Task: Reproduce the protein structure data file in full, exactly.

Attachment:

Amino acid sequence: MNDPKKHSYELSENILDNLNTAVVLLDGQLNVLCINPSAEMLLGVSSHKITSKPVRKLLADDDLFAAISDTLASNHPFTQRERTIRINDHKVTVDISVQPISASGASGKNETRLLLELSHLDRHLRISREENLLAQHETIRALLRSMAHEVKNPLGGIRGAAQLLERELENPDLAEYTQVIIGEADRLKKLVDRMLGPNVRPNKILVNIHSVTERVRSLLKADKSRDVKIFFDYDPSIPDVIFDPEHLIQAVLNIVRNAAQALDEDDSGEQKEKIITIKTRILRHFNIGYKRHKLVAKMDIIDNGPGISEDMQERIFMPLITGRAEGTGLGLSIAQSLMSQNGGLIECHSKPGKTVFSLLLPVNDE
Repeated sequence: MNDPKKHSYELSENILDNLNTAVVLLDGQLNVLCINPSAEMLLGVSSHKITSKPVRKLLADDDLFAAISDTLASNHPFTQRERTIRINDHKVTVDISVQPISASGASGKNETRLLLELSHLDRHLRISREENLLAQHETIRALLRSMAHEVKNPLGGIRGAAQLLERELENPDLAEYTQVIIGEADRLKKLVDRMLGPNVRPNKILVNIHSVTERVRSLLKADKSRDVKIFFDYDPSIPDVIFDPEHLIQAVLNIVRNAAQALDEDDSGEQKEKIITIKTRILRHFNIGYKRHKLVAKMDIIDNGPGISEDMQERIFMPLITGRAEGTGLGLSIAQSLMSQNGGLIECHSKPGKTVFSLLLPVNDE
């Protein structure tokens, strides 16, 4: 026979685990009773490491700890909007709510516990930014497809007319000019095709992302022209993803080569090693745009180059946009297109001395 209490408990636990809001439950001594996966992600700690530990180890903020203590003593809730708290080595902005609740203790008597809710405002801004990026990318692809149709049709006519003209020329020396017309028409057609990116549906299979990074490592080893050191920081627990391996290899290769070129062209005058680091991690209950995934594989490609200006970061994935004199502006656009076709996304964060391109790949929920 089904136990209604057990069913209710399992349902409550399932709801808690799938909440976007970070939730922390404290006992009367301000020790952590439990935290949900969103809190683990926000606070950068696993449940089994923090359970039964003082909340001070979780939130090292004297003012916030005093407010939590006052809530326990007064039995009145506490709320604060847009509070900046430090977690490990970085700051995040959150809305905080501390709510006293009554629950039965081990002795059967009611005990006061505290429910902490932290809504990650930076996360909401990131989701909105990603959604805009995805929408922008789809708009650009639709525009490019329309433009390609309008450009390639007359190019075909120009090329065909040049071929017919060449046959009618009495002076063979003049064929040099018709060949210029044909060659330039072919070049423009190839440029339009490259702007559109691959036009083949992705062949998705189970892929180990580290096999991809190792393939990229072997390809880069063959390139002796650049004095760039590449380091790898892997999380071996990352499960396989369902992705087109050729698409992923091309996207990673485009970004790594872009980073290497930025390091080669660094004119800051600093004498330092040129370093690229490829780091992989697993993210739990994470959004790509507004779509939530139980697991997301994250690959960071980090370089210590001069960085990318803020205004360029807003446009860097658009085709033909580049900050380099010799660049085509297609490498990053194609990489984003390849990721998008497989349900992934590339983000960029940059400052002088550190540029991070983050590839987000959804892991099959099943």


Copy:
Amino acid sequence: MNDPKKHSYELSENILDNLNTAVVLLDGQLNVLCINPSAEMLLGVSSHKITSKPVRKLLADDDLFAAISDTLASNHPFTQRERTIRINDHKVTVDISVQPISASGASGKNETRLLLELSHLDRHLRISREENLLAQHETIRALLRSMAHEVKNPLGGIRGAAQLLERELENPDLAEYTQVIIGEADRLKKLVDRMLGPNVRPNKILVNIHSVTERVRSLLKADKSRDVKIFFDYDPSIPDVIFDPEHLIQAVLNIVRNAAQALDEDDSGEQKEKIITIKTRILRHFNIGYKRHKLVAKMDIIDNGPGISEDMQERIFMPLITGRAEGTGLGLSIAQSLMSQNGGLIECHSKPGKTVFSLLLPVNDE
Repeated sequence: MNDPKKHSYELSENILDNLNTAVVLLDGQLNVLCINPSAEMLLGVSSHKITSKPVRKLLADDDLFAAISDTLASNHPFTQRERTIRINDHKVTVDISVQPISASGASGKNETRLLLELSHLDRHLRISREENLLAQHETIRALLRSMAHEVKNPLGGIRGAAQLLERELENPDLAEYTQVIIGEADRLKKLVDRMLGPNVRPNKILVNIHSVTERVRSLLKADKSRDVKIFFDYDPSIPDVIFDPEHLIQAVLNIVRNAAQALDEDDSGEQKEKIITIKTRILRHFNIGYKRHKLVAKMDIIDNGPGISEDMQERIFMPLITGRAEGTGLGLSIAQSLMSQNGGLIECHSKPGKTVFSLLLPVNDE
């Protein structure tokens, strides 16, 4: 026979685990009773490491700890909007709510516990930014497809007319000019095709992302022209993803080569090693745009180059946009297109001395 209490408990636990809001439950001594996966992600700690530990180890903020203590003593809730708290080595902005609740203790008597809710405002801004990026990318692809149709049709006519003209020329020396017309028409057609990116549906299979990074490592080893050191920081627990391996290899290769070129062209005058680091991690209950995934594989490609200006970061994935004199502006656009076709996304964060391109790949929920 089904136990209604057990069913209710399992349902409550399932709801808690799938909440976007970070939730922390404290006992009367301000020790952590439990935290949900969103809190683990926000606070950068696993449940089994923090359970039964003082909340001070979780939130090292004297003012916030005093407010939590006052809530326990007064039995009145506490709320604060847009509070900046430090977690490990970085700051995040959150809305905080501390709510006293009554629950039965081990002795059967009611005990006061505290429910902490932290809504990650930076996360909401990131989701909105990603959604805009995805929408922008789809708009650009639709525009490019329309433009390609309008450009390639007359190019075909120009090329065909040049071929017919060449046959009618009495002076063979003049064929040099018709060949210029044909060659330039072919070049423009190839440029339009490259702007559109691959036009083949992705062949998705189970892929180990580290096999991809190792393939990229072997390809880069063959390139002796650049004095760039590449380091790898892997999380071996990352499960396989369902992705087109050729698409992923091309996207990673485009970004790594872009980073290497930025390091080669660094004119800051600093004498330092040129370093690229490829780091992989697993993210739990994470959004790509507004779509939530139980697991997301994250690959960071980090370089210590001069960085990318803020205004360029807003446009860097658009085709033909580049900050380099010799660049085509297609490498990053194609990489984003390849990721998008497989349900992934590339983000960029940059400052002088550190540029991070983050590839987000959804892991099959099943």